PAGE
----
Saturday was my final day at Gen Con, as had been planned from the start. I would make my few purchases after my Lord of the Rings LCG event and hit the road, hoping to get home before my lovely wife was in bed. I had one thing initially scheduled for the day, but a chance meeting of Travis Hill on Friday night led to us planning to meet this morning to actually get to talk some and play his prototypes. What followed on Saturday, in just two meetings/events, made it easily the most memorable of days.
Travis Hill, Low Player Count, Penny Rails, The Struggle is Real
In all honesty, Travis might have been the most genuine, humble, and awesome person I had the honor to meet over the course of the convention. He was on my list of people I really wanted to connect with, and he is even more awesome in person than I ever expected. If you want some excellent podcasting in your ears, go listen to the Low Player Count podcast. Seriously. It is the podcast that got me hooked on podcasts, and I haven’t missed an episode in quite some time.
Travis also helps in the community by working on rulebooks. A task most wouldn’t envy, but I certainly do. It is a necessary job he performs, and I loved hearing him talk a little about what he looks over as part of the rulebook editing and just how busy he is with that. It means more designers and publishers are taking the rulebook seriously, something that I, as someone who frequently reads rulebooks and teaches players from them, can genuinely appreciate. A year from now, I hope to be doing a fraction of the great work that Travis is providing with his editing of the rulebooks.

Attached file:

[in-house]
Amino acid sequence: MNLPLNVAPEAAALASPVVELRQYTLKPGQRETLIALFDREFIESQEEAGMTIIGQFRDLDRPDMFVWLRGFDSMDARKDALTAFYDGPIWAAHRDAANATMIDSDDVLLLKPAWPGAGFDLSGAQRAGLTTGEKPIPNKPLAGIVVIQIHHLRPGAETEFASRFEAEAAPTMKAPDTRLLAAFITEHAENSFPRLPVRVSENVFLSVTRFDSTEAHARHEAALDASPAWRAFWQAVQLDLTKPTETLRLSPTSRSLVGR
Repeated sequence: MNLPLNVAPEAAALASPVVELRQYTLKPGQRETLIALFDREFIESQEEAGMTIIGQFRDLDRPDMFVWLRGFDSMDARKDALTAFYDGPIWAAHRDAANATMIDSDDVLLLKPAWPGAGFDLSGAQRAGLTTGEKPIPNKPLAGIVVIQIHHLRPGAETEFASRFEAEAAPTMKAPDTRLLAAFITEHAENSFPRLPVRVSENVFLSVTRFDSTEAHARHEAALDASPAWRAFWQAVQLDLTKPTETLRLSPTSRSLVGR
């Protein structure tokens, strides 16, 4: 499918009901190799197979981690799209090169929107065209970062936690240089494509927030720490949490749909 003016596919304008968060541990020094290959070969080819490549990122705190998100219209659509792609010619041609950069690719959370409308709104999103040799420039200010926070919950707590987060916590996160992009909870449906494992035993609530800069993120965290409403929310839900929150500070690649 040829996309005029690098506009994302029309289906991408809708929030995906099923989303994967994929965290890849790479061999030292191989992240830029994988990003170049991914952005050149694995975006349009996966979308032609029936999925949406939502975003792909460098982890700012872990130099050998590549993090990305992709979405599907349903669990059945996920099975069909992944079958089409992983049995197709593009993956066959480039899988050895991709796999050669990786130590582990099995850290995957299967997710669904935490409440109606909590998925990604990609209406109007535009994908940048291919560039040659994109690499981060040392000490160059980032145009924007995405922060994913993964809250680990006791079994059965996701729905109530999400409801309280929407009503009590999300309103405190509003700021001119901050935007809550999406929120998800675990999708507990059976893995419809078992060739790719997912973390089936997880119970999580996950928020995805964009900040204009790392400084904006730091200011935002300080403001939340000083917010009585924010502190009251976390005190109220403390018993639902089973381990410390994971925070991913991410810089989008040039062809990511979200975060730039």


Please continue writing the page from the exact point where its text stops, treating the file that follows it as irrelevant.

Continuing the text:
I’d like to say that his two games were the highlight of this hour of time, but that’d be a lie. The games were both excellent. I loved Penny Rails so much, and he was truly excited to hear that I didn’t already have a background in train games. I am 100% certain that I will be setting aside some money in the coming months to back Penny Rails when it hits Kickstarter (or, the open market if it goes straight to being sold), as I found it to be a really clever game and easy enough for a non-train gamer to understand how it played. The scoring was equally straightforward, at least with the way Travis explained it. And I have no doubt that his rulebook for the game will present it well.